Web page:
Symptoms that may follow a concussion include short-term memory loss, headaches, difficulty sleeping and subtle signs such as difficulty concentrating and difficulty with math and spatial skills. Athletes need to be kept out of competition until the concussion has healed because a second head injury can cause the brain to swell, leading to more significant damage, said Dr. Johnson.

Some misconceptions remain about diagnosing and treating concussions, he added. Many people look at the pupils of the eyes after a blow to the head, which is not an indicator of a concussion.

“There may be a spasm in the eye because the person got hit in that area,” said Dr. Johnson. “If the pupils are enlarged, that’s a late finding. There are a lot of other things going on.”

Many people also believe that someone diagnosed with a concussion needs to be kept awake. Keeping someone awake doesn’t prevent swelling in the brain, said Dr. Johnson. If caring for someone with a concussion, you may want to wake the person up every few hours to monitor symptoms, but you do not need to keep the person awake.

In the past, there was also the thought that narcotics shouldn’t be given to someone with a head injury. According to Dr. Johnson, it was centered on the idea that you could mask problems. Pain medications do not cause further brain damage.

“When a person has a head injury, we watch for sedation or confusion,” he said. “If you give a person a narcotic pain medication, side effects include sedation and confusion. We know more about who is likely to get in trouble and who isn’t than when I started 24 years ago. We recommend that people try Tylenol or an anti-inflammatory like ibuprofen first.”

While most of the attention about head injuries is sports-related, Dr. Johnson points out that most concussions are not from athletics.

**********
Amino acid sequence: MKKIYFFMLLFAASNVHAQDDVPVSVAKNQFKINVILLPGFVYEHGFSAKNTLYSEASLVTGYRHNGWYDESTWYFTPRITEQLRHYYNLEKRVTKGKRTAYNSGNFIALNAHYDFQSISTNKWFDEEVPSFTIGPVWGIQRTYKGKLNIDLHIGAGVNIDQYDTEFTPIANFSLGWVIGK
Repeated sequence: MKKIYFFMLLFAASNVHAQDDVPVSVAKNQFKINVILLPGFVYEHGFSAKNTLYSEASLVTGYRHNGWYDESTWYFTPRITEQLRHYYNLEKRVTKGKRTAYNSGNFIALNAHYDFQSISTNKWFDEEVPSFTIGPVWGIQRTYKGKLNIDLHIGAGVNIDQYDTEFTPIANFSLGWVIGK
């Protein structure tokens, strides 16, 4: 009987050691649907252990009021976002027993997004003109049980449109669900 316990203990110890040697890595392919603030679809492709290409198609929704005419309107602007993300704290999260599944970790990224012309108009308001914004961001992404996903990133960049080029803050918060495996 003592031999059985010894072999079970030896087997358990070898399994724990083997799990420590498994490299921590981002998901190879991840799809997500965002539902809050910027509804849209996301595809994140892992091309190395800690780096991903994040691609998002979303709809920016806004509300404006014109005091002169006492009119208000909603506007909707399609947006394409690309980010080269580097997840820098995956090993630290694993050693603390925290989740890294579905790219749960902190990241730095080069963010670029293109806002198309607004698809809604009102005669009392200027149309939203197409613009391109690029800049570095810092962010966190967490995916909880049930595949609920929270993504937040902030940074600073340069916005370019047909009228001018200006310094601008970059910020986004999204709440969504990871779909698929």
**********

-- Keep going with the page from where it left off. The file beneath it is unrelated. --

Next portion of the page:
“The majority of the concussions that I see are people who have fallen and hit their heads or as a result of motor vehicle collisions,” he said. “The reason is the numbers. In any given year in Brown County, we have maybe 1,000 people playing football. We have five to 10 car accidents a day. There are thousands of people walking on icy sidewalks. Most of the attention has been focused in the sports world because that is where we can potentially predict it. The idea of getting people to wear helmets when they walk on icy sidewalks probably isn’t going to work.”

Dr. Johnson’s advice for parents of student-athletes is to keep things in perspective.

“There are a lot of positive things about sports:  leadership skills, teamwork and a lot of great reasons to play sports, but when it comes down to them having an injury, you need to be sensible about how important it is for them to play in the next game. At the high school level, 90 to 95 percent will not get athletic scholarships and will not play sports in college. Of the college athletes, 99 percent will not make a living playing sports. Sometimes we tend to lose our perspective a little bit.”